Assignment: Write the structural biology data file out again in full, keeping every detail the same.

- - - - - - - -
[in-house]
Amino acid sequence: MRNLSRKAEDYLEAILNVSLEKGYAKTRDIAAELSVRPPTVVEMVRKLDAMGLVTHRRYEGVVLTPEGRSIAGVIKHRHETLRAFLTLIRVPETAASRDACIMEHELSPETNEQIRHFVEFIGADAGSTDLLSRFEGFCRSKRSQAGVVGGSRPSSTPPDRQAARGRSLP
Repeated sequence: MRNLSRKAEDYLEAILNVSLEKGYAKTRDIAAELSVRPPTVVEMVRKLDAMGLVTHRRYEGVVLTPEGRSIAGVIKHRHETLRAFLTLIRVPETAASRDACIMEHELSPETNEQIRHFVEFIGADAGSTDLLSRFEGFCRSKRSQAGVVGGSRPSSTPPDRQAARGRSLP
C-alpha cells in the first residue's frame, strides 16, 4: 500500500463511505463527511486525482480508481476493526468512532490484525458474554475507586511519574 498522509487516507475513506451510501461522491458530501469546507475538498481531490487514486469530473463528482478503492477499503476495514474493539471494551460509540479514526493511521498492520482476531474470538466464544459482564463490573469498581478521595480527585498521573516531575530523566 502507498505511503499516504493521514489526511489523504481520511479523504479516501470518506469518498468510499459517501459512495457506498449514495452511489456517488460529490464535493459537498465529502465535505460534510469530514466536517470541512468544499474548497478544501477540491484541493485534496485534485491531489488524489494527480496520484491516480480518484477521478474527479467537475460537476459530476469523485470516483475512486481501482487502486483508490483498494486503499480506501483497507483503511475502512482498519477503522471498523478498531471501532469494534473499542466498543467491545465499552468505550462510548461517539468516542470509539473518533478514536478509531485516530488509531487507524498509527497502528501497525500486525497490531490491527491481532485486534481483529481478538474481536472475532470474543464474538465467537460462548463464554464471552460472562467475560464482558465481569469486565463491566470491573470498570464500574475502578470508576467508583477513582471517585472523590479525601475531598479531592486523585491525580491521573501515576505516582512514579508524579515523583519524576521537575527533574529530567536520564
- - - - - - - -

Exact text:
[in-house]
Amino acid sequence: MRNLSRKAEDYLEAILNVSLEKGYAKTRDIAAELSVRPPTVVEMVRKLDAMGLVTHRRYEGVVLTPEGRSIAGVIKHRHETLRAFLTLIRVPETAASRDACIMEHELSPETNEQIRHFVEFIGADAGSTDLLSRFEGFCRSKRSQAGVVGGSRPSSTPPDRQAARGRSLP
Repeated sequence: MRNLSRKAEDYLEAILNVSLEKGYAKTRDIAAELSVRPPTVVEMVRKLDAMGLVTHRRYEGVVLTPEGRSIAGVIKHRHETLRAFLTLIRVPETAASRDACIMEHELSPETNEQIRHFVEFIGADAGSTDLLSRFEGFCRSKRSQAGVVGGSRPSSTPPDRQAARGRSLP
C-alpha cells in the first residue's frame, strides 16, 4: 500500500463511505463527511486525482480508481476493526468512532490484525458474554475507586511519574 498522509487516507475513506451510501461522491458530501469546507475538498481531490487514486469530473463528482478503492477499503476495514474493539471494551460509540479514526493511521498492520482476531474470538466464544459482564463490573469498581478521595480527585498521573516531575530523566 502507498505511503499516504493521514489526511489523504481520511479523504479516501470518506469518498468510499459517501459512495457506498449514495452511489456517488460529490464535493459537498465529502465535505460534510469530514466536517470541512468544499474548497478544501477540491484541493485534496485534485491531489488524489494527480496520484491516480480518484477521478474527479467537475460537476459530476469523485470516483475512486481501482487502486483508490483498494486503499480506501483497507483503511475502512482498519477503522471498523478498531471501532469494534473499542466498543467491545465499552468505550462510548461517539468516542470509539473518533478514536478509531485516530488509531487507524498509527497502528501497525500486525497490531490491527491481532485486534481483529481478538474481536472475532470474543464474538465467537460462548463464554464471552460472562467475560464482558465481569469486565463491566470491573470498570464500574475502578470508576467508583477513582471517585472523590479525601475531598479531592486523585491525580491521573501515576505516582512514579508524579515523583519524576521537575527533574529530567536520564